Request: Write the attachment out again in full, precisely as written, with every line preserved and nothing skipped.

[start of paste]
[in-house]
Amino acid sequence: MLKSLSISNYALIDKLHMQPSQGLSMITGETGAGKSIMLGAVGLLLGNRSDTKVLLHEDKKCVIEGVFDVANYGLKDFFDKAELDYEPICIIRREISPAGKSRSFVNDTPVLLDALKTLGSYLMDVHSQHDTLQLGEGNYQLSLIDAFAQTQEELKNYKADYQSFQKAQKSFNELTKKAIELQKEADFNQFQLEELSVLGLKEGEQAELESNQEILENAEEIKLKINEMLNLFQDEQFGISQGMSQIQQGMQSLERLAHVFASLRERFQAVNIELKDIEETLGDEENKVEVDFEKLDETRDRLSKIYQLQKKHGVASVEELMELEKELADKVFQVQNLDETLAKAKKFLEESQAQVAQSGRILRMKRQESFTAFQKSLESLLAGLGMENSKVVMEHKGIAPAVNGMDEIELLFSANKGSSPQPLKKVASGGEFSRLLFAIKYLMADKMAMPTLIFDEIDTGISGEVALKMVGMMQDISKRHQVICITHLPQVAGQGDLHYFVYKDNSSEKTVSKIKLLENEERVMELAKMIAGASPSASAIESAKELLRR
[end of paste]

[in-house]
Amino acid sequence: MLKSLSISNYALIDKLHMQPSQGLSMITGETGAGKSIMLGAVGLLLGNRSDTKVLLHEDKKCVIEGVFDVANYGLKDFFDKAELDYEPICIIRREISPAGKSRSFVNDTPVLLDALKTLGSYLMDVHSQHDTLQLGEGNYQLSLIDAFAQTQEELKNYKADYQSFQKAQKSFNELTKKAIELQKEADFNQFQLEELSVLGLKEGEQAELESNQEILENAEEIKLKINEMLNLFQDEQFGISQGMSQIQQGMQSLERLAHVFASLRERFQAVNIELKDIEETLGDEENKVEVDFEKLDETRDRLSKIYQLQKKHGVASVEELMELEKELADKVFQVQNLDETLAKAKKFLEESQAQVAQSGRILRMKRQESFTAFQKSLESLLAGLGMENSKVVMEHKGIAPAVNGMDEIELLFSANKGSSPQPLKKVASGGEFSRLLFAIKYLMADKMAMPTLIFDEIDTGISGEVALKMVGMMQDISKRHQVICITHLPQVAGQGDLHYFVYKDNSSEKTVSKIKLLENEERVMELAKMIAGASPSASAIESAKELLRR